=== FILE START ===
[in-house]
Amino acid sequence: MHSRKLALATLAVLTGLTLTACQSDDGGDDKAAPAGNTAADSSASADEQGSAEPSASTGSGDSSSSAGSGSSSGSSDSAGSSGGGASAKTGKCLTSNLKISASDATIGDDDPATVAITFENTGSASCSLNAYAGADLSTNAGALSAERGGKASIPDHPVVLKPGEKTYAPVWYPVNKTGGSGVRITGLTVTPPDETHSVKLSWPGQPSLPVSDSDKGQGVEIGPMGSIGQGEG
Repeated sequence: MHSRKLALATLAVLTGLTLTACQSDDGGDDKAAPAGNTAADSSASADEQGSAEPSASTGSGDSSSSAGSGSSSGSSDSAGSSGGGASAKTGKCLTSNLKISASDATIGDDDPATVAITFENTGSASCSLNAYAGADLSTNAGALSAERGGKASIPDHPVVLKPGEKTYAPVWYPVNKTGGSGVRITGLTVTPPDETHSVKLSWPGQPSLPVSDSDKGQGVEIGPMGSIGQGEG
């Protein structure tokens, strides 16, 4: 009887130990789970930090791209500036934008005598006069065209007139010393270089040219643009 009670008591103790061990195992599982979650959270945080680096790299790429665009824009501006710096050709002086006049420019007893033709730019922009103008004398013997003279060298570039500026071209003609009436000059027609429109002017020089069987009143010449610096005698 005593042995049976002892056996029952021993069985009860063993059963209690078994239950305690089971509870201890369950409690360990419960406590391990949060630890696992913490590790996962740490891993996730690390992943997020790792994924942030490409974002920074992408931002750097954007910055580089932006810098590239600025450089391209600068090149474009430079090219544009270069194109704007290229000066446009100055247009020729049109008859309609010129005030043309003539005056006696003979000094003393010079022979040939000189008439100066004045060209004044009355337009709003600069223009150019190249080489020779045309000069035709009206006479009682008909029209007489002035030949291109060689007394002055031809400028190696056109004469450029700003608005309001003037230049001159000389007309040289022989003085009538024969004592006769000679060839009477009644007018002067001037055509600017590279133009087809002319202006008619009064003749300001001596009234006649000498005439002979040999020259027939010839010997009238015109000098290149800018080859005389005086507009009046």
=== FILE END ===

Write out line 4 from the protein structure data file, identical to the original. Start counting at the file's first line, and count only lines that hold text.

């Protein structure tokens, strides 16, 4: 009887130990789970930090791209500036934008005598006069065209007139010393270089040219643009 009670008591103790061990195992599982979650959270945080680096790299790429665009824009501006710096050709002086006049420019007893033709730019922009103008004398013997003279060298570039500026071209003609009436000059027609429109002017020089069987009143010449610096005698 005593042995049976002892056996029952021993069985009860063993059963209690078994239950305690089971509870201890369950409690360990419960406590391990949060630890696992913490590790996962740490891993996730690390992943997020790792994924942030490409974002920074992408931002750097954007910055580089932006810098590239600025450089391209600068090149474009430079090219544009270069194109704007290229000066446009100055247009020729049109008859309609010129005030043309003539005056006696003979000094003393010079022979040939000189008439100066004045060209004044009355337009709003600069223009150019190249080489020779045309000069035709009206006479009682008909029209007489002035030949291109060689007394002055031809400028190696056109004469450029700003608005309001003037230049001159000389007309040289022989003085009538024969004592006769000679060839009477009644007018002067001037055509600017590279133009087809002319202006008619009064003749300001001596009234006649000498005439002979040999020259027939010839010997009238015109000098290149800018080859005389005086507009009046």